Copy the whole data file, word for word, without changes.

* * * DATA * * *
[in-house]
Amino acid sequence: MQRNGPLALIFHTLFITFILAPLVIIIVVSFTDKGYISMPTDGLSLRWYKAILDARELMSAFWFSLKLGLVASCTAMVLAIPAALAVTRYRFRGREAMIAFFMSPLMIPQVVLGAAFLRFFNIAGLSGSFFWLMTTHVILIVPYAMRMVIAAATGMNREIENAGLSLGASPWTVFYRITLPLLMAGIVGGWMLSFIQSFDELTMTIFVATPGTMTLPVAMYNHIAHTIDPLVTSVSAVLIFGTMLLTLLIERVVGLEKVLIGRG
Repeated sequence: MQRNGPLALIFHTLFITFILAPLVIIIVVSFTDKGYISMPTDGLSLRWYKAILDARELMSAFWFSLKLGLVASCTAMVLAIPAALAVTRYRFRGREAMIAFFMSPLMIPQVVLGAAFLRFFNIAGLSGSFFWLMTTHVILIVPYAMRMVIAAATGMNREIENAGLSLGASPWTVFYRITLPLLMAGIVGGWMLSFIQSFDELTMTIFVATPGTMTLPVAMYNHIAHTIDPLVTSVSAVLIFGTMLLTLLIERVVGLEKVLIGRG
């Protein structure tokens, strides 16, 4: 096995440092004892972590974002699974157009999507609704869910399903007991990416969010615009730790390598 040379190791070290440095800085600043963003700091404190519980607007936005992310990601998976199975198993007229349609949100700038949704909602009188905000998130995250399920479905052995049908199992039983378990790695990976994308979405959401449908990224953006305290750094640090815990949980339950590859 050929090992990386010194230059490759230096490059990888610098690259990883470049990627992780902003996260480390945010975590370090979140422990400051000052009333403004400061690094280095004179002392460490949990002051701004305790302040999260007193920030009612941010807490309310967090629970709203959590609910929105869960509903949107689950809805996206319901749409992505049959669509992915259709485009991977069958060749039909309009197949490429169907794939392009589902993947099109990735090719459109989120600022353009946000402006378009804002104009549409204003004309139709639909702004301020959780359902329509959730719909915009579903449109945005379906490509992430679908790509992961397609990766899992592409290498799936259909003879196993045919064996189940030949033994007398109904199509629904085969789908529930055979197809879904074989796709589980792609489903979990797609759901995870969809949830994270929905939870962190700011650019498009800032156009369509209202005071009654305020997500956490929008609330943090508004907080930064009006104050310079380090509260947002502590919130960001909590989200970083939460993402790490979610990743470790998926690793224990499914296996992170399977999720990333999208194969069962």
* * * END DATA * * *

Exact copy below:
[in-house]
Amino acid sequence: MQRNGPLALIFHTLFITFILAPLVIIIVVSFTDKGYISMPTDGLSLRWYKAILDARELMSAFWFSLKLGLVASCTAMVLAIPAALAVTRYRFRGREAMIAFFMSPLMIPQVVLGAAFLRFFNIAGLSGSFFWLMTTHVILIVPYAMRMVIAAATGMNREIENAGLSLGASPWTVFYRITLPLLMAGIVGGWMLSFIQSFDELTMTIFVATPGTMTLPVAMYNHIAHTIDPLVTSVSAVLIFGTMLLTLLIERVVGLEKVLIGRG
Repeated sequence: MQRNGPLALIFHTLFITFILAPLVIIIVVSFTDKGYISMPTDGLSLRWYKAILDARELMSAFWFSLKLGLVASCTAMVLAIPAALAVTRYRFRGREAMIAFFMSPLMIPQVVLGAAFLRFFNIAGLSGSFFWLMTTHVILIVPYAMRMVIAAATGMNREIENAGLSLGASPWTVFYRITLPLLMAGIVGGWMLSFIQSFDELTMTIFVATPGTMTLPVAMYNHIAHTIDPLVTSVSAVLIFGTMLLTLLIERVVGLEKVLIGRG
């Protein structure tokens, strides 16, 4: 096995440092004892972590974002699974157009999507609704869910399903007991990416969010615009730790390598 040379190791070290440095800085600043963003700091404190519980607007936005992310990601998976199975198993007229349609949100700038949704909602009188905000998130995250399920479905052995049908199992039983378990790695990976994308979405959401449908990224953006305290750094640090815990949980339950590859 050929090992990386010194230059490759230096490059990888610098690259990883470049990627992780902003996260480390945010975590370090979140422990400051000052009333403004400061690094280095004179002392460490949990002051701004305790302040999260007193920030009612941010807490309310967090629970709203959590609910929105869960509903949107689950809805996206319901749409992505049959669509992915259709485009991977069958060749039909309009197949490429169907794939392009589902993947099109990735090719459109989120600022353009946000402006378009804002104009549409204003004309139709639909702004301020959780359902329509959730719909915009579903449109945005379906490509992430679908790509992961397609990766899992592409290498799936259909003879196993045919064996189940030949033994007398109904199509629904085969789908529930055979197809879904074989796709589980792609489903979990797609759901995870969809949830994270929905939870962190700011650019498009800032156009369509209202005071009654305020997500956490929008609330943090508004907080930064009006104050310079380090509260947002502590919130960001909590989200970083939460993402790490979610990743470790998926690793224990499914296996992170399977999720990333999208194969069962």